By Revd Steph Clark


‘Thought for the Day’ Thursday 30th April 2020

Reading – John 6:44-51,

“Feeding on the Bread of Life”

44 No one can come to me unless drawn by the Father who sent me; and I will raise that person up on the last day. 45 It is written in the prophets, ‘And they shall all be taught by God.’ Everyone who has heard and learned from the Father comes to me. 46 Not that anyone has seen the Father except the one who is from God; he has seen the Father. 47 Very truly, I tell you, whoever believes has eternal life. 48 I am the bread of life49 Your ancestors ate the manna in the wilderness, and they died. 50 This is the bread that comes down from heaven, so that one may eat of it and not die. 51 I am the living bread that came down from heaven. Whoever eats of this bread will live forever; and the bread that I will give for the life of the world is my flesh.”


When making sourdough bread it is the starter that makes the sourdough rise. Along with leavening the bread, the starter also brings that classic sour flavour. The starter is literally full of life! As there are 50 million yeasts and 5 billion bacteria in every teaspoon of starter dough.

It is this yeast and bacteria, that when added to an individual loaf, allows the loaf to come to life. Firstly, you see the dough gently bubbling and as the starter slowly breathes life into the dough, it turns a flat dough into something light and fluffy. For me, it is like the dough is the body and the starter is the soul.

Jesus tells us in our reading that he is the ‘bread of life’ and when we feed on this bread from heaven, we, will have life… so how does Jesus feed us?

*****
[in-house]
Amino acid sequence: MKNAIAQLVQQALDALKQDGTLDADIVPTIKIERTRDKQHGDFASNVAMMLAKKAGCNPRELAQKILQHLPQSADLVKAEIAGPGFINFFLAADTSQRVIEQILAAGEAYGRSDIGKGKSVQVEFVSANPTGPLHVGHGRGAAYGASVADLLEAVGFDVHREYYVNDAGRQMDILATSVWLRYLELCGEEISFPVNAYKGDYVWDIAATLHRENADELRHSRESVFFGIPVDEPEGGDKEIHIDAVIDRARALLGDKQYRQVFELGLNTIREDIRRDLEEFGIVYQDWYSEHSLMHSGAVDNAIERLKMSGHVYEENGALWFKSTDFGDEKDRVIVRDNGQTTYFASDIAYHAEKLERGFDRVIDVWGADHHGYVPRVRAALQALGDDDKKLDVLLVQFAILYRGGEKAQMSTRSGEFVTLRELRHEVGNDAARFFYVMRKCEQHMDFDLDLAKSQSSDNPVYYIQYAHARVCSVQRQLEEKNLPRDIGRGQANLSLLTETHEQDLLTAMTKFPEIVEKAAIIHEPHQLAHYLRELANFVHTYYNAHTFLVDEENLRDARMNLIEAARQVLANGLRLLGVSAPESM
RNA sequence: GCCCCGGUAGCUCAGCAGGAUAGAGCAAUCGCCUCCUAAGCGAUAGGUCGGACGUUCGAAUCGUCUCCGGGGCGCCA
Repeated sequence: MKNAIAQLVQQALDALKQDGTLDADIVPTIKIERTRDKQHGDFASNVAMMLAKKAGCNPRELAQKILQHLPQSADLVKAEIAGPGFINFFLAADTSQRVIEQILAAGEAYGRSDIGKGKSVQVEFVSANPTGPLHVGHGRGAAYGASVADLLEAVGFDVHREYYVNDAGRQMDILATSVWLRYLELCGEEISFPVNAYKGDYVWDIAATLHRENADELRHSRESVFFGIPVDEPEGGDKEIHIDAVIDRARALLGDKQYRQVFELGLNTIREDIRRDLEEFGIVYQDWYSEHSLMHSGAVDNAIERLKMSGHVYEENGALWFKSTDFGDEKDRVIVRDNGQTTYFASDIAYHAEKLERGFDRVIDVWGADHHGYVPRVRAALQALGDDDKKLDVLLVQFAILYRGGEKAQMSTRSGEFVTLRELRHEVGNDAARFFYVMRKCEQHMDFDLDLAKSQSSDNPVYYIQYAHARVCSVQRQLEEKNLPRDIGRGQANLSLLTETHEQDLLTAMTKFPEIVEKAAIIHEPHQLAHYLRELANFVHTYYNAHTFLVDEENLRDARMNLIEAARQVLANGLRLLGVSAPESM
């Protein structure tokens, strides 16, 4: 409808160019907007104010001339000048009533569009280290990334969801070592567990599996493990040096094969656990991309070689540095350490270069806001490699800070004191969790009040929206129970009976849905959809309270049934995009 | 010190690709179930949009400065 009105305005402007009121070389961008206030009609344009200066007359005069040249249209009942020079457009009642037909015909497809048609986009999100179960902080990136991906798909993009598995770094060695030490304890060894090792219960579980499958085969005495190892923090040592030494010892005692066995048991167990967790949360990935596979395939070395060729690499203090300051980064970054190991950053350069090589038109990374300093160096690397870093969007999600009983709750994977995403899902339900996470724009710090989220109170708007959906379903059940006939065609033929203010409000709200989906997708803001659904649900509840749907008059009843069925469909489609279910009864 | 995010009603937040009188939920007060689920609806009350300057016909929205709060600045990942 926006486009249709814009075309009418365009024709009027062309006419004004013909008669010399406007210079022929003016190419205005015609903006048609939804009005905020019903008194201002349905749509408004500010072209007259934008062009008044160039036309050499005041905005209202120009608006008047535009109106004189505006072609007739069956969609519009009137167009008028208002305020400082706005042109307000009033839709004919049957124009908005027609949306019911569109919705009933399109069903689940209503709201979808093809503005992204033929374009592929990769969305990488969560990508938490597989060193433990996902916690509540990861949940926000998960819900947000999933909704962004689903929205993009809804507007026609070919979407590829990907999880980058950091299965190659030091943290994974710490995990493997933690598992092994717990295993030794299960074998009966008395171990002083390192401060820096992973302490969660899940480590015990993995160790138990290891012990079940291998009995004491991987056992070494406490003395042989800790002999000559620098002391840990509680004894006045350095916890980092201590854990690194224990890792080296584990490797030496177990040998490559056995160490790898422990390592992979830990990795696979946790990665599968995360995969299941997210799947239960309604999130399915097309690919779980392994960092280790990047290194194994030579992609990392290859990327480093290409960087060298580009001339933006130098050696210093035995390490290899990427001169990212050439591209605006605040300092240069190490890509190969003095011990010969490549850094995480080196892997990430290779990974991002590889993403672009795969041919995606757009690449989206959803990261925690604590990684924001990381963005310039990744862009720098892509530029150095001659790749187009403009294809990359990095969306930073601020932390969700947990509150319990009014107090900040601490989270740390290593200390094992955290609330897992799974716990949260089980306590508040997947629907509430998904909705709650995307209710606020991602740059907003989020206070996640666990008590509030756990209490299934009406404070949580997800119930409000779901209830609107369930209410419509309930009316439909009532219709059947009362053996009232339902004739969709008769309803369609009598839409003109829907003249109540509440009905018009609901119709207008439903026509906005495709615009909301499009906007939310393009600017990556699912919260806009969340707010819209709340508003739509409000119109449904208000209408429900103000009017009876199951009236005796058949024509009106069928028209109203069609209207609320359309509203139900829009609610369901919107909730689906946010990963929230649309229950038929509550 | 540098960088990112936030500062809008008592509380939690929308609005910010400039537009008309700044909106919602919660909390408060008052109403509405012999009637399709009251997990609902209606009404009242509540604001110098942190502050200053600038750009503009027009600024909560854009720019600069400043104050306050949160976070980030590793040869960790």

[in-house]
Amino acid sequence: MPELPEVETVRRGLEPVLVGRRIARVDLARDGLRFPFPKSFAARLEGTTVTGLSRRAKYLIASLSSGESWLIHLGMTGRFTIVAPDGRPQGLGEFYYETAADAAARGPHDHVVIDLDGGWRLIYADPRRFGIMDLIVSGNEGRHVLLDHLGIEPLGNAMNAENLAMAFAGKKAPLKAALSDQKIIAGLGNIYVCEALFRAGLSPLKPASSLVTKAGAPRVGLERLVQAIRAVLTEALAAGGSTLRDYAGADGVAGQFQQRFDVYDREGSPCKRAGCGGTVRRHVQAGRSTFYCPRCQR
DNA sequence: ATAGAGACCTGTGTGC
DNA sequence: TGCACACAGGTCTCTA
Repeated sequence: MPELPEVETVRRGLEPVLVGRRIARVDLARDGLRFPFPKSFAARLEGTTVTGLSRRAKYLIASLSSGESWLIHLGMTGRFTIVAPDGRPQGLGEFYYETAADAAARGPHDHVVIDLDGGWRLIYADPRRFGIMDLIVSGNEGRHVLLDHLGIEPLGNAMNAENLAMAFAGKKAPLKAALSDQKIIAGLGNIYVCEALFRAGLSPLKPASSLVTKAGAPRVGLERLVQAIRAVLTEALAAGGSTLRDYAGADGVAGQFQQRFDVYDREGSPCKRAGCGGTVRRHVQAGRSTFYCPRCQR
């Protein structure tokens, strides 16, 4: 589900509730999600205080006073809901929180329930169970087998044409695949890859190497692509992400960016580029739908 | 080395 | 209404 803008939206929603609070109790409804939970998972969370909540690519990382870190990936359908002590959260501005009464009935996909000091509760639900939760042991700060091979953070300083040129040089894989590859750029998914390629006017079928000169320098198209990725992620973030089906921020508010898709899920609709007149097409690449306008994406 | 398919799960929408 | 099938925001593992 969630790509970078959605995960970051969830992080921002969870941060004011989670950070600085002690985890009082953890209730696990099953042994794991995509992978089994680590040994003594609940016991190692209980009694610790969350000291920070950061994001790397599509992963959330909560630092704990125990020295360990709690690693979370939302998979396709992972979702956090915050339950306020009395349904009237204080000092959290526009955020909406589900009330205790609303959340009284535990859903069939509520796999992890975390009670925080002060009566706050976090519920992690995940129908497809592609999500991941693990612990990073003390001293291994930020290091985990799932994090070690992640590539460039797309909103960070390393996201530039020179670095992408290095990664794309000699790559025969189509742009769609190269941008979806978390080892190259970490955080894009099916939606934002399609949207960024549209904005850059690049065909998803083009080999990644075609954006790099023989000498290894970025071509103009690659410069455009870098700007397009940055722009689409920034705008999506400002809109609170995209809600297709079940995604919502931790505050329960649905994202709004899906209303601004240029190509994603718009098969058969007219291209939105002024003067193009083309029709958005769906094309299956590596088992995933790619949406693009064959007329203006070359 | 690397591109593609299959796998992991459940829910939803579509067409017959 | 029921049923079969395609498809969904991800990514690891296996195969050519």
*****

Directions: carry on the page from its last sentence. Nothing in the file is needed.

We are fed by his word, the word made flesh. As we read scripture, we are called, as the psalmist says, to feed and meditate on the word so it fills our hearts and minds with the truth revealed. Slowly bubbling, bringing to life, and strengthening our faith so we can joyfully share that faith with others.


We are fed through prayer; Prayer is less about the words we use; Jesus has already given us the words to pray. Prayer is an invitation to relinquish our defences, sitting fully in his presence and presenting ourselves in a way that no one else knows, but to a God who already knows. In other words, praying to God just as we are, loved and accepted. We pray, not because God needs it, but because we need it. When we humbly pray, we are reminded of our utter dependence on HIS care, when we pray for others, we are reminded to help them. There are so many of us who are always in need of prayer, but with the current health crisis, praying for each other is both a privilege and a gift.

We are fed through relationships; never has there been a time when relationships need to be nurtured more. So why use the word nurture? As Luke tells us, 31 Do to others as you would have them do to you. In verse 41 of this passage we are told the Jews kept murmuring about Jesus, as they were so taken up by their private arguments that it never struck them to refer the decision to God, to wait and to listen in order to abide in him. They were too eager to let everyone know what they thought on the matter and not in the least bit anxious about what God thought. This really is a time when we need to be listening to people’s stories, hear their joy and their hopes -as well as hearing their pain, forgiving each other’s clumsy words, acknowledging their anxieties, giving this value, authenticity and then handing it all to God. We need to give God the space and allow HIM to breath his healing and abiding love into our lives.

Jesus says “I am the bread life” so let us continue to let God be our starter, rising and bubbling up in us and breath

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